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Marine One


Air Force One is the call sign for any fixed-wing aircraft that the President of the United States may happen to be in at any given time. Should the aircraft happen to be a rotary-wing aircraft, it is referred to as 'Marine One'.

Special thanks to Mark Wroth who, while researching this very issue, came across several documents of use to clarify somewhat.

A Federal Aviation Document indicates that any aircraft containing the President of the United States ("POTUS") inherits the callsign of that service, plus "One". For example, an army aircraft would take the callsign "Army One," while a navy aircraft would be "Navy One." (Please note that both of these callsigns have rarely been used - generally, the air force and the marines accept responsibility for POTUS air transport.)

It is of value to note that according to this FAA document, the president may also be onboard a civilian aircraft, in which case the callsign would be "Exec One" - and, for curiosity's sake, the president's family travelling on board ANY aircraft would cause that aircraft to use the callsign of "Exec One Foxtrot."

In short, Marine One is the likely term for a rotary aircraft that the President would fly in, however, that is only due to the fact that rotary aviation support for the whitehouse is currently tasked to VMX-1, which is a Marine unit.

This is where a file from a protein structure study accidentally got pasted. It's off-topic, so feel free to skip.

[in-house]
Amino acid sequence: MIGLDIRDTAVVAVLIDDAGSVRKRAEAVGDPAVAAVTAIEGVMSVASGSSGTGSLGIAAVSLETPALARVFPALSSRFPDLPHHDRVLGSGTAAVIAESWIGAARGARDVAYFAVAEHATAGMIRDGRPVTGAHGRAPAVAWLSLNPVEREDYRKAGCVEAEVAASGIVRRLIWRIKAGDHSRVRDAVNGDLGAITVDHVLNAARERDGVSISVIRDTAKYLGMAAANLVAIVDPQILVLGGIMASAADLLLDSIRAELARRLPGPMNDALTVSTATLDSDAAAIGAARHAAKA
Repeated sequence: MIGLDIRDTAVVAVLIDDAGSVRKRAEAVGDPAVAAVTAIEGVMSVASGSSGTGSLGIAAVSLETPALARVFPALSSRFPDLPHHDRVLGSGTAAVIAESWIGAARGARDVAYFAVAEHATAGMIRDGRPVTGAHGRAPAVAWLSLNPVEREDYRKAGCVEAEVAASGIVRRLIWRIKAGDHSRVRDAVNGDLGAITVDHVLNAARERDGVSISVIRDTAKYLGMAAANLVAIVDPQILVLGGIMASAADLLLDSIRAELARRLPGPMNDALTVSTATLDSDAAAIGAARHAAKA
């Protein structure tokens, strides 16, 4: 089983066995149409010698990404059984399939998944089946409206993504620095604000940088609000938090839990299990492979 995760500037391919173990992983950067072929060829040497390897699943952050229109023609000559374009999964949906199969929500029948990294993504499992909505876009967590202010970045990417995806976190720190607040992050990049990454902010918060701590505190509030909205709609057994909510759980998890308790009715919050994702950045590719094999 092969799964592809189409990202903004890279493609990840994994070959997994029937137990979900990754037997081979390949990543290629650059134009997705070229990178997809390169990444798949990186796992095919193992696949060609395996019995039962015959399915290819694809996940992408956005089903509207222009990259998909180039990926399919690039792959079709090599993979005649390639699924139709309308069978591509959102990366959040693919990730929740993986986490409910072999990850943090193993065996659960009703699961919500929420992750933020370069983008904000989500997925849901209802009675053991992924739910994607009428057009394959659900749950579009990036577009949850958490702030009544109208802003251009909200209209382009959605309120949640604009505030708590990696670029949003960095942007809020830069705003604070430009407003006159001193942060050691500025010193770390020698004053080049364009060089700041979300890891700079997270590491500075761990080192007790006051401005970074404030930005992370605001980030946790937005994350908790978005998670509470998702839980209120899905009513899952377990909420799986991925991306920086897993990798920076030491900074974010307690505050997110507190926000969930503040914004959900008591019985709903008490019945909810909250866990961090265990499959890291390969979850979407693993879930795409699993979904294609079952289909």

There have been, over time, many different helicopters used for the President's transport. These include the Bell UH-1 Huey, the Sikorsky CH-3 Sea King, The Sikorsky CH-34C Choctaw, The Boeing CH-46 Sea Knight, The Bell 47-J Sioux, and Sikorsky UH-60 Black Hawk. Aircraft alphanumerical designations are typically modified to 'VH' from 'CH' to reflect the VIP role of the aircraft.

All of the presidential rotary aircraft are flown by pilots of HMX-1, a marine squadron dedicated to presidential support. Marine Helicopter Experimental Squadron (HMX-1) was established at MCAS Quantico on December 1st, 1947, Colonel Edward C. Dyer commanding. Its mission was to develop techniques and tactics for the various uses of helicopters in amphibious operations. Ten years later HMX-1 becomes the Helicopter Squadron for the personal transportation needs of the President of the United States.


In 1957, President Ike Eisenhower began asking about the use of rotary aviation as a means of presidential transportation. Because of a difference of opinion between the Air Force and the Navy, President Eisenhower decided to leave the decision with the Secret Service. They concluded that helicopter travel would be as safe a method of transportation as the traditional wheeled motorcade, and The Air Force was instructed to purchase two Bell UH-13-J helicopters for use by the President. The White house also contacted Sikorsky to design a helicopter for the President's personal use.

On July 12, 1957 President Eisenhower flew from to Camp David aboard one of the Bell UH-13-J helicopters and became the first Chief Executive to travel via helicopter. This was the start of almost weekly flights to either Camp David or to Ike's Gettysburg farm. Flights to the farm first flew to Camp David, where a strobe light placed in top of the barn at Gettysburg guided the copters to the farm.